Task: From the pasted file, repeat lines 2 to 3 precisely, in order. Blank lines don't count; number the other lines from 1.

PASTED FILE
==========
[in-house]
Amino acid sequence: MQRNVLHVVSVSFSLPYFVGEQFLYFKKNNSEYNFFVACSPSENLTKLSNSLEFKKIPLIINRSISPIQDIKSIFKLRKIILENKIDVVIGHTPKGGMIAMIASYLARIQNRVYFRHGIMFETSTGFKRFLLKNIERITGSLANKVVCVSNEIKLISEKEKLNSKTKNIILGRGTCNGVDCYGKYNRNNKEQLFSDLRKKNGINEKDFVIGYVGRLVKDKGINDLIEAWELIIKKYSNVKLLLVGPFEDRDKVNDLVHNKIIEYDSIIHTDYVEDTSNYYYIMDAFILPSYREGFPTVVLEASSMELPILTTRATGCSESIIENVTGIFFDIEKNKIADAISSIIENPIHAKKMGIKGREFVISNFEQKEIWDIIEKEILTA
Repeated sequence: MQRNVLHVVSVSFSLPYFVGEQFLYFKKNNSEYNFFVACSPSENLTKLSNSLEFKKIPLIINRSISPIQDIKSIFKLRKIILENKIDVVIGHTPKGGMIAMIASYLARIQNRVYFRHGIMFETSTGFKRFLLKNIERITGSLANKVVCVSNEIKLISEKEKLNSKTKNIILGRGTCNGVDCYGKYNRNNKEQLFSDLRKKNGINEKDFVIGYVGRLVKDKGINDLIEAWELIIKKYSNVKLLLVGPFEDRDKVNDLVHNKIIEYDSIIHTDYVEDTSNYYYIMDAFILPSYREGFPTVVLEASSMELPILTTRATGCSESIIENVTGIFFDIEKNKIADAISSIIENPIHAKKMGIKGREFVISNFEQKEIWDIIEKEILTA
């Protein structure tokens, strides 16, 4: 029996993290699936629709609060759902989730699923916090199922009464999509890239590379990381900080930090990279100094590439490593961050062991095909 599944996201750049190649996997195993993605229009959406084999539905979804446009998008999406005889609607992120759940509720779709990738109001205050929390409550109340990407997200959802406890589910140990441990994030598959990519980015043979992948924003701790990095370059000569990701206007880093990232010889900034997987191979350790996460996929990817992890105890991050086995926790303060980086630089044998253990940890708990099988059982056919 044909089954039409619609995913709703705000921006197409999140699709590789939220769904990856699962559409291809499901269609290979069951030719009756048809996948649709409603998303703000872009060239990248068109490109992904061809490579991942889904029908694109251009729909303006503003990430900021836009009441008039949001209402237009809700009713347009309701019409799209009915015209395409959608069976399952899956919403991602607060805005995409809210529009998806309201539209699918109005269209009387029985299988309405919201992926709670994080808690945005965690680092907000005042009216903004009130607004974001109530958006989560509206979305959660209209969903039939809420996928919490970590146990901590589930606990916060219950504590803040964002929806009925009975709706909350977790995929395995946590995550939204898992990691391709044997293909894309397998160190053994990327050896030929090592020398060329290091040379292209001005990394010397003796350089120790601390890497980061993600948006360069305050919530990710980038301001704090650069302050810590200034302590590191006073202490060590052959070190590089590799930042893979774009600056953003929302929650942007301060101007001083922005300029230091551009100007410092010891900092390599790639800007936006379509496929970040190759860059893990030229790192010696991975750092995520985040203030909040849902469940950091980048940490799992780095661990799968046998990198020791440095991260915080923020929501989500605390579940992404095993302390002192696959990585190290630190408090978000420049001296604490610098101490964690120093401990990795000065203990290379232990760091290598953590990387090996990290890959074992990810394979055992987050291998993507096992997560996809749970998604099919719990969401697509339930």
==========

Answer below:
Amino acid sequence: MQRNVLHVVSVSFSLPYFVGEQFLYFKKNNSEYNFFVACSPSENLTKLSNSLEFKKIPLIINRSISPIQDIKSIFKLRKIILENKIDVVIGHTPKGGMIAMIASYLARIQNRVYFRHGIMFETSTGFKRFLLKNIERITGSLANKVVCVSNEIKLISEKEKLNSKTKNIILGRGTCNGVDCYGKYNRNNKEQLFSDLRKKNGINEKDFVIGYVGRLVKDKGINDLIEAWELIIKKYSNVKLLLVGPFEDRDKVNDLVHNKIIEYDSIIHTDYVEDTSNYYYIMDAFILPSYREGFPTVVLEASSMELPILTTRATGCSESIIENVTGIFFDIEKNKIADAISSIIENPIHAKKMGIKGREFVISNFEQKEIWDIIEKEILTA
Repeated sequence: MQRNVLHVVSVSFSLPYFVGEQFLYFKKNNSEYNFFVACSPSENLTKLSNSLEFKKIPLIINRSISPIQDIKSIFKLRKIILENKIDVVIGHTPKGGMIAMIASYLARIQNRVYFRHGIMFETSTGFKRFLLKNIERITGSLANKVVCVSNEIKLISEKEKLNSKTKNIILGRGTCNGVDCYGKYNRNNKEQLFSDLRKKNGINEKDFVIGYVGRLVKDKGINDLIEAWELIIKKYSNVKLLLVGPFEDRDKVNDLVHNKIIEYDSIIHTDYVEDTSNYYYIMDAFILPSYREGFPTVVLEASSMELPILTTRATGCSESIIENVTGIFFDIEKNKIADAISSIIENPIHAKKMGIKGREFVISNFEQKEIWDIIEKEILTA